Don’t Forget About DR for Your DR

Here’s a scenario:

Let’s say you’re a small- or medium-sized company with either an on-premises data center in your office/building or in a “regular” co-lo nearby in the same metro area. You’ve got a mission-critical online presence, so in order to handle either a large-scale disaster for your geographic area or one just in your server room, you’ve written, implemented, and tested a disaster-recovery plan. Another co-lo a couple of states over is set up to be able to step in if needed, and this process can even be completed by non-technical resources in a couple of hours.Need a Plan C

This is a fairly-sound plan. However, what’s Step 2 after Something Bad™ happens to the primary data center and everything fails over to the DR site? What if Something Bad™ is long-term? You’re back to square one, with a single data center. Or where do you put the quorum file share for your AG?

Or, another situation: What if something happens to your DR site? Then what?

Almost Been There, Done That

One of our clients–who has a really good DR plan similar to the one described above–had a brush with this scenario earlier in the year. Their DR data center is in the Houston area, and in the aftermath of Hurricane Harvey, there were some concerns about the status of the DC. The DC itself was fine, but key support personnel would not have been able to get to the site for a number of days if there were such a need.

This situation did a good job of spurning conversations centered around what to do in this situation and what Plan C might look like.

Now What?

The point of this post is mostly to get you thinking about this scenario. Getting DR in place can be enough of a battle itself (I know), but ensuring that what happens next after a potential disaster is considered and planned for is another important step.

What this plan may look like is likely dependent upon what the “first stage” DR plan looks like. Not everyone can afford an additional site, especially if it’s a smaller company. And, let’s be honest: we could sit here all day and what-if burning data centers, but at some point, the return on this investment will become very questionable.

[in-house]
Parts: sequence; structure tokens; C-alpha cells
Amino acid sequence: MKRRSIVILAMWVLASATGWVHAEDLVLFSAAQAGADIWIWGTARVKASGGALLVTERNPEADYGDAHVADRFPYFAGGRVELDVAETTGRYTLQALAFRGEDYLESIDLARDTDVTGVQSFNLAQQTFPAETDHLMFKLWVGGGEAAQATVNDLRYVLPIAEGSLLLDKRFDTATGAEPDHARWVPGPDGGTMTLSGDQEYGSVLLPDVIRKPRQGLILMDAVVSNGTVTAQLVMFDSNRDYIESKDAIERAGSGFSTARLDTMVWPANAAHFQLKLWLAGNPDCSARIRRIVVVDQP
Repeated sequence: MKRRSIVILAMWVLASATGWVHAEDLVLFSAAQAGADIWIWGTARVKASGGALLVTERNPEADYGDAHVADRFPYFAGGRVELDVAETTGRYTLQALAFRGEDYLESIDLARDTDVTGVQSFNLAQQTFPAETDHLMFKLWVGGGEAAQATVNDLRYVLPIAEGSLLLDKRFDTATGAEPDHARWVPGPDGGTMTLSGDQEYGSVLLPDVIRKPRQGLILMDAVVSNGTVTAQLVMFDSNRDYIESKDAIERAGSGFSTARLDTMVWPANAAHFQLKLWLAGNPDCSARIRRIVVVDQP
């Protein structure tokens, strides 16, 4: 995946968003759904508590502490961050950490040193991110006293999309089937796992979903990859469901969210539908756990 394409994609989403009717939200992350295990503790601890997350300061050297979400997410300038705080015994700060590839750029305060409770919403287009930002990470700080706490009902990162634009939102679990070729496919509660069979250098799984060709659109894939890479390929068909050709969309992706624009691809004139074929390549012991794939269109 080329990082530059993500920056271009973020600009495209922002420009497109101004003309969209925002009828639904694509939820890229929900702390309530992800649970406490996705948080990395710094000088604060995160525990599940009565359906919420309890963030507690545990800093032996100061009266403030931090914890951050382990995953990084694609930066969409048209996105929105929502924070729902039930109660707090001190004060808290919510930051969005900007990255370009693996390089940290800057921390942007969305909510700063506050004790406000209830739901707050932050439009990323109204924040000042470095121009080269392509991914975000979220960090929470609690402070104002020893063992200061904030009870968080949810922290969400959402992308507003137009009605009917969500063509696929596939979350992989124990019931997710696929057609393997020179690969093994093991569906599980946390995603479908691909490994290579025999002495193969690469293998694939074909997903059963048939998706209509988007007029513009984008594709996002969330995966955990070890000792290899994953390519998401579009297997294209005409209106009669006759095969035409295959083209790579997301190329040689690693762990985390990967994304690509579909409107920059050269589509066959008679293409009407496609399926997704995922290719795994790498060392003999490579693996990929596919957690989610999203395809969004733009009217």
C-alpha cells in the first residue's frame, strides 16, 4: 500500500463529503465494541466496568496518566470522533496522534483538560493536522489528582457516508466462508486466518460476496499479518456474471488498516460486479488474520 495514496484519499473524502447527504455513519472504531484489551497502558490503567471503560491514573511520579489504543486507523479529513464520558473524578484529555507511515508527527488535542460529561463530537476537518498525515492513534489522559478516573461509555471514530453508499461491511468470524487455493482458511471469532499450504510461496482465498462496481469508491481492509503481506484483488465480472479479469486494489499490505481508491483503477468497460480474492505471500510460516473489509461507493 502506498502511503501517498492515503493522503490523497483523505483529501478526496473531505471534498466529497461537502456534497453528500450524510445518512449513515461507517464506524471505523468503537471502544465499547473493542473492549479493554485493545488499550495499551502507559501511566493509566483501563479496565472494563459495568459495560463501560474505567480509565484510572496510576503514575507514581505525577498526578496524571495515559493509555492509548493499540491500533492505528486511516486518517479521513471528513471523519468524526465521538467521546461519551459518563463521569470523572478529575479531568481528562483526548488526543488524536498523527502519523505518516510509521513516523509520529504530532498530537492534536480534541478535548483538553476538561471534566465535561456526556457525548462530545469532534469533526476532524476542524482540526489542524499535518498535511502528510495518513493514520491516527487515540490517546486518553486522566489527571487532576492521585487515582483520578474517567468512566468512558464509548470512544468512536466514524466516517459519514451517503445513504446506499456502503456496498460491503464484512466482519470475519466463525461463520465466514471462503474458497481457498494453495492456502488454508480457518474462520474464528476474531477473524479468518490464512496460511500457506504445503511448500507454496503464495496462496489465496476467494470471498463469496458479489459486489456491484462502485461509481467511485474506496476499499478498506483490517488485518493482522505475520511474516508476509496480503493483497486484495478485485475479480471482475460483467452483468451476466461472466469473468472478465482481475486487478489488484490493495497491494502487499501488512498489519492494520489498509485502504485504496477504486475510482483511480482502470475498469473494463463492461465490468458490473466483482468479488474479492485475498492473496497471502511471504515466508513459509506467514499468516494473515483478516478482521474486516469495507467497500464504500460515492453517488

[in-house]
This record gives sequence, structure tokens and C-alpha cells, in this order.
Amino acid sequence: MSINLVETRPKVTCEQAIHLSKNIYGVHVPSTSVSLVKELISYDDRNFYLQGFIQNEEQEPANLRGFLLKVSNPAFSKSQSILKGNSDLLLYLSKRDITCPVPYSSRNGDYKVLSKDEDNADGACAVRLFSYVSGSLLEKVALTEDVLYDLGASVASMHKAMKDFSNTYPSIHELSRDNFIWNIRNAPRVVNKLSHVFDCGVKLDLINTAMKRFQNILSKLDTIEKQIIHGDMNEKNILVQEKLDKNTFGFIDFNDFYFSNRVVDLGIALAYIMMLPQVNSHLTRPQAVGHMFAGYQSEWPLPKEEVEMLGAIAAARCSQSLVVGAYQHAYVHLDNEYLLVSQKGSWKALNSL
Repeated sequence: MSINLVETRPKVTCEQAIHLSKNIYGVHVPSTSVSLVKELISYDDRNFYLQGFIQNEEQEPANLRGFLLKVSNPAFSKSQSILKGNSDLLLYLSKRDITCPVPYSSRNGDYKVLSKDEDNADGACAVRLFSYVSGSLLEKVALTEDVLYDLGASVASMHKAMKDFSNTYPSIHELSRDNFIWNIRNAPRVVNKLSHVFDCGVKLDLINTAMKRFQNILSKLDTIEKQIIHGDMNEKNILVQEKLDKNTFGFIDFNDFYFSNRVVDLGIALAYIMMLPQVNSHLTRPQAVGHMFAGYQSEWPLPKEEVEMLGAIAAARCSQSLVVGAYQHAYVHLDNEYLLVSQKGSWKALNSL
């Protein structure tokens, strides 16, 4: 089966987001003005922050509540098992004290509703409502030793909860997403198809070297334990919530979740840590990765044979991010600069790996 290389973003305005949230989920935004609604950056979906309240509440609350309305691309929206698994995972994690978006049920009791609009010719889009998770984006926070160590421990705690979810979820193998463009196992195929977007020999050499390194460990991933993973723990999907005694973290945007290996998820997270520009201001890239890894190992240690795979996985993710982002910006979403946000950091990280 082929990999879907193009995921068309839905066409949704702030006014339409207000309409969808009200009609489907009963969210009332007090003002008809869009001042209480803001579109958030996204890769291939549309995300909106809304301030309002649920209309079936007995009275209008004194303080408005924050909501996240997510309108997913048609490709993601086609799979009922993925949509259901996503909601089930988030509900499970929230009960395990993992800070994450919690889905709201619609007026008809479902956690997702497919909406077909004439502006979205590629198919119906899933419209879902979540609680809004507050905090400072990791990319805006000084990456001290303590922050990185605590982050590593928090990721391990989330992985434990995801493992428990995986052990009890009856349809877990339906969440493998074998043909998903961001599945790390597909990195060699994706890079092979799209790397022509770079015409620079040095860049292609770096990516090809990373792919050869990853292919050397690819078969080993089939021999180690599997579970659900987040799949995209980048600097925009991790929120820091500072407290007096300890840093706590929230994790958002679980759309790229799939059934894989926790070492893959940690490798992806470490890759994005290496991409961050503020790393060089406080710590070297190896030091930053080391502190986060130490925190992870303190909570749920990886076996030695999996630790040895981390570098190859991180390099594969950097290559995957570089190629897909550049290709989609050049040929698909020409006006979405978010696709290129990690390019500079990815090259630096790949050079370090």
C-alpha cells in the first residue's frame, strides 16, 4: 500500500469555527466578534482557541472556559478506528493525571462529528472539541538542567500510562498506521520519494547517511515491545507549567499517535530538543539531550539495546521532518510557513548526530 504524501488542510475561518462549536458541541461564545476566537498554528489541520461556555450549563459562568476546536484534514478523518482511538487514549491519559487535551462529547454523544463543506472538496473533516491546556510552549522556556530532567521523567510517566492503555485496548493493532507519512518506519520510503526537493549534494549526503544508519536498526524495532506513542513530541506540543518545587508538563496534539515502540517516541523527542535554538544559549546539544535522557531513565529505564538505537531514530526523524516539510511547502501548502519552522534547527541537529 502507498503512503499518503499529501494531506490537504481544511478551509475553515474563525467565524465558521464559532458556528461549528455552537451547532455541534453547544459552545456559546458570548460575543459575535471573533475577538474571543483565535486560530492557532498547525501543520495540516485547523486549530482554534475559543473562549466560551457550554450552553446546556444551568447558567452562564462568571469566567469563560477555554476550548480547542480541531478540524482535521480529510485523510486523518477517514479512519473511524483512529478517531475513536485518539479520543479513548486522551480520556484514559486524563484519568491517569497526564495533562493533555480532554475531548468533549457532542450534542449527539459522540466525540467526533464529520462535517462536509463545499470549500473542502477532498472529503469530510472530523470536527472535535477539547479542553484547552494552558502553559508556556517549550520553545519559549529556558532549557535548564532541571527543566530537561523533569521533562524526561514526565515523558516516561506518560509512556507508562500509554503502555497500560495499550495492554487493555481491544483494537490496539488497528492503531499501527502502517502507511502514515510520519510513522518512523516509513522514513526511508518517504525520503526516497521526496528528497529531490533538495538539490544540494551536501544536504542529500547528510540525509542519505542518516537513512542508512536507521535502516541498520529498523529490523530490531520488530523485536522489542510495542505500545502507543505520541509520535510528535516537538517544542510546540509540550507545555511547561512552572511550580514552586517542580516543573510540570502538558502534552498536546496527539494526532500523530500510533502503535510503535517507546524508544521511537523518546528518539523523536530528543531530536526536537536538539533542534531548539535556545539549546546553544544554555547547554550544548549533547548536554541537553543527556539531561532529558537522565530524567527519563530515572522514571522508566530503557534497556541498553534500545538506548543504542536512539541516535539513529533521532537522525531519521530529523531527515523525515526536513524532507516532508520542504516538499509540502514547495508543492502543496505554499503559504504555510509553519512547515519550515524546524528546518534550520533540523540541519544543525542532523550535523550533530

Although this looks/smells like a shameless plug for cloud/Azure, the public cloud is an excellent option to consider here. Even if your company is 100% on-premises with a classic hardware/virtualization platform, keeping a copy of critical systems’ backups up-to-date and available in the cloud is relatively inexpensive.  This “cold DR” process is a very easy-to-implement step to safeguard against a multi-phase or long-term disaster. In the event that these backups are needed, there’s the option of spinning up a group of VMs in the cloud to restore to. At the very least, this cold backup solution will be more-accessible than your current offsite backups if new on-prem servers are stood up somewhere to get the lights back on.

“The Tuesday Night Fire Code Violation”

It was July 19, 2005. At least, I’m pretty sure it was.

Based on IndyPASS’s meeting history, that second meeting way down at the bottom (use your keyboard’s End key; that’s what it’s there for) was basically a “here’s what’s new/awesome in SQL Server 2005” presentation. I’ve long since lost most of my email from that time, but that meeting makes sense in the timeline of 2005’s release.

During the dark, dark days of 2005, just about everyone was desperate for an upgrade to SQL 2000. I was, and I hadn’t even been here that long. The fledgling Indianapolis PASS chapter met in a good-sized conference room on the ground floor of a Duke-owned office building off Meridian St (“twelve o’clock on the I-465 dial”) on the north side of town. That night, there were probably half-again as many people in that room as it could comfortably hold. People standing, sitting on the floor, you name it. Tom Pizzato, the speaker, was introduced; he walked up to the podium and the first thing he said was, “Welcome to the Tuesday night fire code violation.” That is still the best one-liner to open a technical presentation I’ve ever seen, and ever since, it has been cemented to SQL Server 2005 itself in my brain.